Customer Service Tips: 7 Ways To Improve Your Skills TODAY

Like any other skill, if you don't keep on top of your customer service skills, they will get dull and less effective. Sharpen your skills with these 7 customer service tips.
Writer and Public Speaker, Freelance
August 21, 2013

Listen: You need to sharpen your customer service skills. Even if you're an award-winning customer service guru at the peak of your career, if you're not sharpening those skills, you're letting them atrophy.

Best Customer Service Tips

Try one of these customer service tips to keep at the top of your game:

1. Look For The Common Ground

Psychologists call it "implicit egotism," and it means people tend to like other people who are similar to them. Finding common topics of interest when talking with a customer shows interest and capitalizes on this facet of human nature.

2. Use CARP

The four stages of CARP are:

  • Controlling the situation
  • Acknowledging the problem
  • Refocusing the conversation
  • Problem-solving with the customer

By remembering and working through these steps, your team stays on track even during the most embarrassing mistake. It keeps the customer service session from veering off into other stages like "insisting you're right" and "taking unnecessary abuse."

3. Hang A Lantern On Mistakes

This is the practice of pointing out a problem early on to help people accept it without undue emotional involvement. The term comes from writing, and is part of maintaining willing suspension of disbelief. If you call out your mistakes—and what you're doing to fix them—instead of hiding them, you'll demonstrate your honesty and gain trust.

customer service tips

4. Practice Active Listening

There's an expression: "Listen, don't just wait for your turn to talk." Too many customer service interactions, especially those run by scripts, fail to heed this advice. There are four components to active listening:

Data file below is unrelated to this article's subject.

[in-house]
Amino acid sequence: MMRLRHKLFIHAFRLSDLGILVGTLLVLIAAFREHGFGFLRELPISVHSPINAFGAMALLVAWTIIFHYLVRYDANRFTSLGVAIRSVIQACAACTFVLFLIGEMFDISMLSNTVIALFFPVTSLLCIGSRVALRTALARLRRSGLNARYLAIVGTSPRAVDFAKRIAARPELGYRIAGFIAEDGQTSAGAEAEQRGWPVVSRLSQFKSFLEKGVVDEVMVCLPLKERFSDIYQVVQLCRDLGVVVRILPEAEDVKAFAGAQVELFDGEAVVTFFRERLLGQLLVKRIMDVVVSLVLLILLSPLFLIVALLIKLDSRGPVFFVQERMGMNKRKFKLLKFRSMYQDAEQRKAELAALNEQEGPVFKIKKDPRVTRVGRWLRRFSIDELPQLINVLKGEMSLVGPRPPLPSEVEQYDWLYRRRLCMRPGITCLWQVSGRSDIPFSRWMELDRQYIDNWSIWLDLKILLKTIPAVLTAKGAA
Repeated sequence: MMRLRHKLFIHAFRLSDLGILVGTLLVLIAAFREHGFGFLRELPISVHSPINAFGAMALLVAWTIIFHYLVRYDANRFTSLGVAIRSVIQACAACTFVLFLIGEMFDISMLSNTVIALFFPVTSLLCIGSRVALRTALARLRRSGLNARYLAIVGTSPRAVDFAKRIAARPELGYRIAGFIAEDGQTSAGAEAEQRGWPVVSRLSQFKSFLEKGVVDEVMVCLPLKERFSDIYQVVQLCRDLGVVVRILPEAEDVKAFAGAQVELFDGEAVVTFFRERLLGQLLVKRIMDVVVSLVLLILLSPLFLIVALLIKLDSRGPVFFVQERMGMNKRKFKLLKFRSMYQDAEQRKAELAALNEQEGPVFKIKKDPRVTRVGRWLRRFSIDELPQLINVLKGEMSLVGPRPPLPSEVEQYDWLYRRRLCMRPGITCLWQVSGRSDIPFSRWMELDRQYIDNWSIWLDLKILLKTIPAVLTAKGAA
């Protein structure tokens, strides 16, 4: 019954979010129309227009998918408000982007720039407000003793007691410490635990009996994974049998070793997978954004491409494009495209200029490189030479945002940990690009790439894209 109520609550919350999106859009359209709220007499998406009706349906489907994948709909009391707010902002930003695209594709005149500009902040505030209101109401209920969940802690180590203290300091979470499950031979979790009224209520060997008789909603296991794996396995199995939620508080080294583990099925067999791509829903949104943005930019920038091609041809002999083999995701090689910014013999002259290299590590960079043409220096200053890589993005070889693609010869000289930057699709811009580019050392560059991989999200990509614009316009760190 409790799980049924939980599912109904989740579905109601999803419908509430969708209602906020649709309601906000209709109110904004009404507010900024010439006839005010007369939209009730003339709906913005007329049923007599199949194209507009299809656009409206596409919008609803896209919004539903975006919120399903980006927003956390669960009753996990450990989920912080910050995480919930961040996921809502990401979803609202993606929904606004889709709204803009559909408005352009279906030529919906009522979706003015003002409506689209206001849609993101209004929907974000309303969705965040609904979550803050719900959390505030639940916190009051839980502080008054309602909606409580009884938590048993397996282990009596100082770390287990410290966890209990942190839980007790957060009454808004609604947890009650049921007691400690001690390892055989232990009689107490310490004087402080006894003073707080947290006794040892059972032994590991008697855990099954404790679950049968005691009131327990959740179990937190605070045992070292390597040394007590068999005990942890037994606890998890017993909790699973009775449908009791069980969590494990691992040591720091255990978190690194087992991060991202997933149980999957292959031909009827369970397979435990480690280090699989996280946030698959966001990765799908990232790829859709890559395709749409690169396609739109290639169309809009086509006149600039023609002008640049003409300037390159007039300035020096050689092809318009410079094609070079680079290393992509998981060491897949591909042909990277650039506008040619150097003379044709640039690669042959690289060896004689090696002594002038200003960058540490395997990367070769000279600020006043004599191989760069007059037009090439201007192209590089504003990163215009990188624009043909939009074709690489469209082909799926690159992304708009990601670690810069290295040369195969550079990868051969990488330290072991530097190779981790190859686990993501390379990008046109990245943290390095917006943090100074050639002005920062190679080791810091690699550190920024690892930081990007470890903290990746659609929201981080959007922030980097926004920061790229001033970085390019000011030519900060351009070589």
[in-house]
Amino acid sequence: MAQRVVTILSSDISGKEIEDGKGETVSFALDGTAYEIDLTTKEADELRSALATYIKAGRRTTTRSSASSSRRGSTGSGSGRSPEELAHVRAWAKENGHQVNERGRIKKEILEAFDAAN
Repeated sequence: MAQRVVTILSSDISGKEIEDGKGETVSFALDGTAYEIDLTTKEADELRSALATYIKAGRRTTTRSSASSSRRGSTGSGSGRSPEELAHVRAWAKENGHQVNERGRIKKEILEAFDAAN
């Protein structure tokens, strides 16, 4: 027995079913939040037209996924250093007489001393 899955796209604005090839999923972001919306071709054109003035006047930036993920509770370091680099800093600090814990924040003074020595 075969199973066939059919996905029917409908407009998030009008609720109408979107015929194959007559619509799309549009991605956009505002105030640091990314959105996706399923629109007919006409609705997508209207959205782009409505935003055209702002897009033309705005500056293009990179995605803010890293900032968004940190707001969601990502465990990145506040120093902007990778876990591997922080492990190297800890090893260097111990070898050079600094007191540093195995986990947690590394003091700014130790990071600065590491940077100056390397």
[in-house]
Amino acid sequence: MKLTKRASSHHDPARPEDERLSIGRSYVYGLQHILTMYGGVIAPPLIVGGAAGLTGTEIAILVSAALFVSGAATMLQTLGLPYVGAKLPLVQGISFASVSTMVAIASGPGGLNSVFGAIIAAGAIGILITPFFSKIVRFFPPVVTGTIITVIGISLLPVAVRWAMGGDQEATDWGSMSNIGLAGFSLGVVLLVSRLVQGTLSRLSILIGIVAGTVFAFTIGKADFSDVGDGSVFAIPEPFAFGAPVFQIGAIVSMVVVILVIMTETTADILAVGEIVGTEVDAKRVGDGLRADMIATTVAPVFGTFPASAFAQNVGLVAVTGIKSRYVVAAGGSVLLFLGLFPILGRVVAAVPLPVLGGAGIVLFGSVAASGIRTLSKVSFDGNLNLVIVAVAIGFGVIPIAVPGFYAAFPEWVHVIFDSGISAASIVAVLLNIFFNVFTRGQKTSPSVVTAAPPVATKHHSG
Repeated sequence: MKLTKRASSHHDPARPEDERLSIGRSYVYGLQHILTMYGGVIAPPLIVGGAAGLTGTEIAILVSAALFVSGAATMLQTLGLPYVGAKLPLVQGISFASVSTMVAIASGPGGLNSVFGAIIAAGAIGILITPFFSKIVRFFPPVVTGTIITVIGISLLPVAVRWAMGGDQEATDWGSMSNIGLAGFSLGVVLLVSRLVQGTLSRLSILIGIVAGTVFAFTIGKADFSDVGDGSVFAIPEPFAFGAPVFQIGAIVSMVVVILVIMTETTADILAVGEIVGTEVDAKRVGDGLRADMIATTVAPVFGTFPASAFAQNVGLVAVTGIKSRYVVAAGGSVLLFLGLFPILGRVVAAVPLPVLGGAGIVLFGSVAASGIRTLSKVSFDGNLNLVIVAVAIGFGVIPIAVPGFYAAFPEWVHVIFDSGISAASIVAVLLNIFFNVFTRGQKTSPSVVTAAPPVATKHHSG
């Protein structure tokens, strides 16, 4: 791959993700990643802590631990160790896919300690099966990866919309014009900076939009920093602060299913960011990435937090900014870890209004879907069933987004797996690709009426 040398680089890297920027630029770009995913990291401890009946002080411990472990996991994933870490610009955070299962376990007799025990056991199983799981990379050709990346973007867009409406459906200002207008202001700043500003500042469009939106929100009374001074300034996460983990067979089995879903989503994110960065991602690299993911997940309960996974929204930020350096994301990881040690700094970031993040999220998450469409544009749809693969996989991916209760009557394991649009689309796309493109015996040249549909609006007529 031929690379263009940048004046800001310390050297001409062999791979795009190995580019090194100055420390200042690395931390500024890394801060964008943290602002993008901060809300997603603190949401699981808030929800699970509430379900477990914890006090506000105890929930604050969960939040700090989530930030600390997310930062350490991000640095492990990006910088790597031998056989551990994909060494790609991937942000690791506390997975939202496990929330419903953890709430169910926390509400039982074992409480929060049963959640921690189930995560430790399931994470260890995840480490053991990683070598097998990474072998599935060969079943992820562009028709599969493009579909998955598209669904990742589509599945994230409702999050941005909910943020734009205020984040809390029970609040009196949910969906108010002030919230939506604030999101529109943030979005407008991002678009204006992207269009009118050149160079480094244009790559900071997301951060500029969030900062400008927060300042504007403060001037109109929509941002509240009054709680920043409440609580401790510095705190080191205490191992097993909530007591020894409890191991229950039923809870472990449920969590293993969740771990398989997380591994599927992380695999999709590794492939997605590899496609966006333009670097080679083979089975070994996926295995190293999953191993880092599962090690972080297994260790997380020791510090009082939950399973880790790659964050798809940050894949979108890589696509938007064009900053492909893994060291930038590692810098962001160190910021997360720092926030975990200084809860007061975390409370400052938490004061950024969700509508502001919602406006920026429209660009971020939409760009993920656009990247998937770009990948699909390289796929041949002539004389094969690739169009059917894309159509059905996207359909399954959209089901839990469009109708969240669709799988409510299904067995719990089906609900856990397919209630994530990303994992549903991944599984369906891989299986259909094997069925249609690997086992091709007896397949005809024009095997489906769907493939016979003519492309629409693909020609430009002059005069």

• Clarifying: Asking questions to make sure you understand a customer's ideas.
  • Paraphrasing: Rewording what a customer just said to confirm you understand.
  • Reflecting Feelings: Using phrases like "that must have made you angry" or "you seem pretty excited about that" demonstrates empathy and shows that you're paying attention.
  • Summarizing: Finishing a conversation with a quick summary of the most important points ensures that everyone's on the same page.

5. Say "I Don't Know"

It's tempting to make something up or take your best guess when somebody thinks you're an expert, but it's a mistake. Instead, admit it by saying, "I don't know, but here's what I'll do to find out." Then set a time to get back to your customer with an answer.

6. Bring Your Work Home

Work-life balance is important to both your health and your performance, but it can pay to come home one day and apply your customer service rules to your interactions with your family. This practice cuts both ways. You might find that your behavior at home wouldn't stand up to professional standards for treating your customers ... or you might find that your customer service habits are too insincere to pass muster with your loved ones.

7. Watch Your Language

This isn't about not dropping an f-bomb in front of the preacher who comes in for an oil change every three months. It also means watching your everyday customer service language for opportunities to make an impression. Three places to look are:

  • Authenticity: Do your words sound like a personal connection, or are they corporate boilerplate?
  • Positivity: Are you focusing on the best part of an interaction, even when it's an opportunity to improve?
  • Memorability: Can you, in an appropriate way, stop a customer in his tracks with a particularly clever, funny or meaningful phrase?

It doesn't take a lot of time, effort or money to keep up amicable relations with your customers. The key is to not let those skills get dull. These customer service tips will help keep those skills sharp and in tip-top shape.

Read more articles on customer service.

Jason has contributed over 2,000 blog and magazine articles to publications local, regional and national. He speaks regularly at writing and business conferences. 

Photos from top: Getty Images, Thinkstock

Writer and Public Speaker, Freelance